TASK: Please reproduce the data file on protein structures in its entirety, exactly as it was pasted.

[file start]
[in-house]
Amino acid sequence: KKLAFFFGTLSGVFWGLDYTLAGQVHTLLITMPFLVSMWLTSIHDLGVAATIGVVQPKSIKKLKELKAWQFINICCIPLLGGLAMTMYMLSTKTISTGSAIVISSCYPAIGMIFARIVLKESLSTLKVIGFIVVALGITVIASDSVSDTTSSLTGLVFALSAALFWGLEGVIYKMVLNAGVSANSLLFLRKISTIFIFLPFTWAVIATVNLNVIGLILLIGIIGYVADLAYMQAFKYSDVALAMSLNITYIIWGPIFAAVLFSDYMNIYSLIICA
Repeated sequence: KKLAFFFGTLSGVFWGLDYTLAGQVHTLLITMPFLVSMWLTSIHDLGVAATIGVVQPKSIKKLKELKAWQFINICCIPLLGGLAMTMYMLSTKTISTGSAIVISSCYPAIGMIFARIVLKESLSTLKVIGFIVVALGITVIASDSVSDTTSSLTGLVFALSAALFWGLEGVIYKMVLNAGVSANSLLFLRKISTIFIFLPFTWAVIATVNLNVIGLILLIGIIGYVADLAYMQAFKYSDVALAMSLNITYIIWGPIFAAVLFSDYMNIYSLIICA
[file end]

[in-house]
Amino acid sequence: KKLAFFFGTLSGVFWGLDYTLAGQVHTLLITMPFLVSMWLTSIHDLGVAATIGVVQPKSIKKLKELKAWQFINICCIPLLGGLAMTMYMLSTKTISTGSAIVISSCYPAIGMIFARIVLKESLSTLKVIGFIVVALGITVIASDSVSDTTSSLTGLVFALSAALFWGLEGVIYKMVLNAGVSANSLLFLRKISTIFIFLPFTWAVIATVNLNVIGLILLIGIIGYVADLAYMQAFKYSDVALAMSLNITYIIWGPIFAAVLFSDYMNIYSLIICA
Repeated sequence: KKLAFFFGTLSGVFWGLDYTLAGQVHTLLITMPFLVSMWLTSIHDLGVAATIGVVQPKSIKKLKELKAWQFINICCIPLLGGLAMTMYMLSTKTISTGSAIVISSCYPAIGMIFARIVLKESLSTLKVIGFIVVALGITVIASDSVSDTTSSLTGLVFALSAALFWGLEGVIYKMVLNAGVSANSLLFLRKISTIFIFLPFTWAVIATVNLNVIGLILLIGIIGYVADLAYMQAFKYSDVALAMSLNITYIIWGPIFAAVLFSDYMNIYSLIICA